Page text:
Educators’ Perceptions of Characteristics of Male and Female Bullies

Melissa Marie Cafaro, Walden University

“The future belongs to those who believe in the beauty of their dreams.” Eleanor Roosevelt I dedicate this to my family. I thank them for all of their loving support, for their inspirational moments, and for believing in the beauty of my dream.

I would like to take this time to thank all of the people in my life who have helped me achieve this milestone. To my mother: Without you, I would not know how to be a strong, independent woman who can achieve anything I set my mind to. Thank you for all of your endless love, support, and editing. To my father: Written words cannot express the love and gratitude that I feel for you and all of your support during my academic career. To Dakota: The endless and unconditional love that I receive from you on a daily basis is what has given me the strength to complete this process. I could not have finished without the midnight hugs and snuggles from you. To Dr. Carroll: Thank you for not giving up on me and for all of your support and hard work in helping me to complete my dissertation. To my committee members, Dr. Patterson and Dr. Lyst: Thank you for all of your support, constructive criticism and suggestions to help me put forth my greatest effort and to help me accomplish my most profound goal. To Ron: Thank you for you support and unconditional love throughout this process. Thank you for traveling around the country with me so that I did not have to be alone during my journey. This accomplishment is possible today in part because of your love and support – thank you.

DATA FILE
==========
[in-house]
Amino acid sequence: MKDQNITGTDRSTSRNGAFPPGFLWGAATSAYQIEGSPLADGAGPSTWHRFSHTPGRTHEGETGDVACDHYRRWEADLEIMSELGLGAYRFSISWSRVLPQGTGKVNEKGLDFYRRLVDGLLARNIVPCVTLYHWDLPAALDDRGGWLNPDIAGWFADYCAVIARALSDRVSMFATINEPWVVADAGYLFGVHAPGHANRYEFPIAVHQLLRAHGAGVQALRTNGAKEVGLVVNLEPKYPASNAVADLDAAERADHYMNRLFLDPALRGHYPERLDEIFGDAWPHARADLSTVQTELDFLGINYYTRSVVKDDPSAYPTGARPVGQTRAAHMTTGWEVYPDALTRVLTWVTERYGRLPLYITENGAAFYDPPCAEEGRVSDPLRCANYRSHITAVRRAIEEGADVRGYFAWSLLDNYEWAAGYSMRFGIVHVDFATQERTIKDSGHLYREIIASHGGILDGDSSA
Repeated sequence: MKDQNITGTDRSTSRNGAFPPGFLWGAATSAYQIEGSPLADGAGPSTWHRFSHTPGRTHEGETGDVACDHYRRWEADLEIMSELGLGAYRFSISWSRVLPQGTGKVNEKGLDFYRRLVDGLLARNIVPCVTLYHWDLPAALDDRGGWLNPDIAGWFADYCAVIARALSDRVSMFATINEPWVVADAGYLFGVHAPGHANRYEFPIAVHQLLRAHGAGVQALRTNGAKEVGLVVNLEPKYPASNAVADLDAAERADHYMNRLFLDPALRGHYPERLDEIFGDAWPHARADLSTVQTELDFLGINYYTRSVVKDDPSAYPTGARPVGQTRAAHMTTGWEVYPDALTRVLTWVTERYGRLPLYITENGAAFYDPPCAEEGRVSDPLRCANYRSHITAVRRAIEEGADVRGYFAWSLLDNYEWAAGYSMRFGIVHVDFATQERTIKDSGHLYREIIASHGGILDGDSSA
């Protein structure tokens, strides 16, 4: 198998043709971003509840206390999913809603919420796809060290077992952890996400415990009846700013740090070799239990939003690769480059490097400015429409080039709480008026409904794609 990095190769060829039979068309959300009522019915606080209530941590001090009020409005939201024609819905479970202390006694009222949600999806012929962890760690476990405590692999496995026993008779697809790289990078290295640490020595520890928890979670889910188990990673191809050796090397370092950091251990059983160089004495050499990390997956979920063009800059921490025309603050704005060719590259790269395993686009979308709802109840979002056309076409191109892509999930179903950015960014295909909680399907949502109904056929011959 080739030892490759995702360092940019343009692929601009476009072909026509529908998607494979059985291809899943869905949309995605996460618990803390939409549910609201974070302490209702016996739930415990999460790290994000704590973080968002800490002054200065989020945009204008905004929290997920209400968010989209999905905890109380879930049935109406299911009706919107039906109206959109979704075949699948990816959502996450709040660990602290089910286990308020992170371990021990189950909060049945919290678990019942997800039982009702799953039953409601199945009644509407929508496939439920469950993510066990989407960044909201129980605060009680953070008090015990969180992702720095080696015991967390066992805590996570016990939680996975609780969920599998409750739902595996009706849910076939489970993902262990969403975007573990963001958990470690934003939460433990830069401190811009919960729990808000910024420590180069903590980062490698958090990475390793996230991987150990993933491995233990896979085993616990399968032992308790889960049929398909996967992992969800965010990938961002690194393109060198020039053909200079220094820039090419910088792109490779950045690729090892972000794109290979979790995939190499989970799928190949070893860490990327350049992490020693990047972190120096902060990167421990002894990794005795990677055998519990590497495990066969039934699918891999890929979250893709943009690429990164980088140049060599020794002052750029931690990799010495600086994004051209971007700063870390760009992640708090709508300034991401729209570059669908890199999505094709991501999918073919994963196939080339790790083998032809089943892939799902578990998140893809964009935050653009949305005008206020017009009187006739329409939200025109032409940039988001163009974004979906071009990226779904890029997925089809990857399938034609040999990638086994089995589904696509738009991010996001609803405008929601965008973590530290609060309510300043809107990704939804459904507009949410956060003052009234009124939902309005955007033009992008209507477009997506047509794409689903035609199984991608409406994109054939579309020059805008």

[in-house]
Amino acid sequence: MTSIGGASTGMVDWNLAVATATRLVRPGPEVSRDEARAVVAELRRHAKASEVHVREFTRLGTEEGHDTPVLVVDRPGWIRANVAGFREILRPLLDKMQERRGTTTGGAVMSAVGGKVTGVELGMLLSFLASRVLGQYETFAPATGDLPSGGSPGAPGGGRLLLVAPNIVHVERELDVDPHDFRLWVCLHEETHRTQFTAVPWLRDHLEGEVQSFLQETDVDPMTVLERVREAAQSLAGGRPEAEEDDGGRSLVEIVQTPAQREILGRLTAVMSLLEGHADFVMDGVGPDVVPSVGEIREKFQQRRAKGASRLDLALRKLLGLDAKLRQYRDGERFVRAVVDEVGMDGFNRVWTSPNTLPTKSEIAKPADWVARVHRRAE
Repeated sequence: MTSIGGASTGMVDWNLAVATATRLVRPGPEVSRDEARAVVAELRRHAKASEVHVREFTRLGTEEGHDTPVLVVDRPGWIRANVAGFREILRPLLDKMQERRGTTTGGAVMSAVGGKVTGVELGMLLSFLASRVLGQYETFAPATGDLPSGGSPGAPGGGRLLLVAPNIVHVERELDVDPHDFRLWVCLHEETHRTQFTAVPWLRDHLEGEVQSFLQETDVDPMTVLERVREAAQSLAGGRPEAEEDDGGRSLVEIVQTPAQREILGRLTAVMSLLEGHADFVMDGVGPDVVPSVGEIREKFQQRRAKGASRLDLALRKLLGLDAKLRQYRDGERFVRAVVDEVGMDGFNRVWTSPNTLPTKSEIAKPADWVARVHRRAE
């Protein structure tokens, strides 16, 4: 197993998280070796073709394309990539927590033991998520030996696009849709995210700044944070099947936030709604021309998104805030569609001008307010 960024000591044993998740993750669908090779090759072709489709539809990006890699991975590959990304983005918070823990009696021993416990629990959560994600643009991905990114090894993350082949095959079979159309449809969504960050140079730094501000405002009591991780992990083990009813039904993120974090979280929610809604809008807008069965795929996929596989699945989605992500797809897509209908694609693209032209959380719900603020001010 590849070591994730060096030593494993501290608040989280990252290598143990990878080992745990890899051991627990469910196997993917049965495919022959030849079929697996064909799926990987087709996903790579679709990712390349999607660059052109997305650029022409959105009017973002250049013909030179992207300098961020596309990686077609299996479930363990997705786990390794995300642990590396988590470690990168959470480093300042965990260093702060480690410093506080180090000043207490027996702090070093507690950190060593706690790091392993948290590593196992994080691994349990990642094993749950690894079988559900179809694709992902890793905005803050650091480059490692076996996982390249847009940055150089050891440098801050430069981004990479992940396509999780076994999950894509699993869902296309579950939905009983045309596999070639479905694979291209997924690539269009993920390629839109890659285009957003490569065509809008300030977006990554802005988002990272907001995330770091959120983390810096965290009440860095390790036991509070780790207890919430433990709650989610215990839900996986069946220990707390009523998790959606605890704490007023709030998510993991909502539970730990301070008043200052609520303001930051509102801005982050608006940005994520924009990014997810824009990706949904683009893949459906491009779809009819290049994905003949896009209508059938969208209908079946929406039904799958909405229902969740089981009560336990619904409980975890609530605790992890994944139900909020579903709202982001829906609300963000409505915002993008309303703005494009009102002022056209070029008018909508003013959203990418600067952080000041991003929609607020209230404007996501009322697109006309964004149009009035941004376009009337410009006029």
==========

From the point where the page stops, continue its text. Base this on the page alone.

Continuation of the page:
Educators perceive female bullies differently than male bullies. Despite evidence that bullying is a serious problem within schools in the United States, there is little research which focuses on how educators perceive differences and similarities of adolescent bullies based upon the gender of the bully. The purpose of this quantitative study was to examine how educators perceive male and female bullies when they are described as exhibiting identical behavior. Goffman’s theory of frames formed the theoretical foundation for this study. The independent variable of this study was gender of bully, and the three dependent variables were internalizing behavior, externalizing behavior, and social skills. Seventy-nine educators read one of two scenarios, featuring either a male bully or a female bully and then completed the Clinical Assessment of Behavior – Teacher Rating Form to reflect how they perceived the personality of the bully depicted in the scenario. The data collected were statistically analyzed using Analysis of Variance, Chi-square tests of independence and regression analyses. The results showed that educators do perceive male and female bullying behavior differently. The female bully was seen as more pathological, displaying higher levels of internalizing and externalizing behaviors whereas the male bully was perceived as exhibiting normal levels of both internalizing and externalizing behavior. There was no difference in perceived social skills. Implications for positive social change are that the results could be used to sensitize teachers about the importance of considering gender issues when intervening in bullying incidents.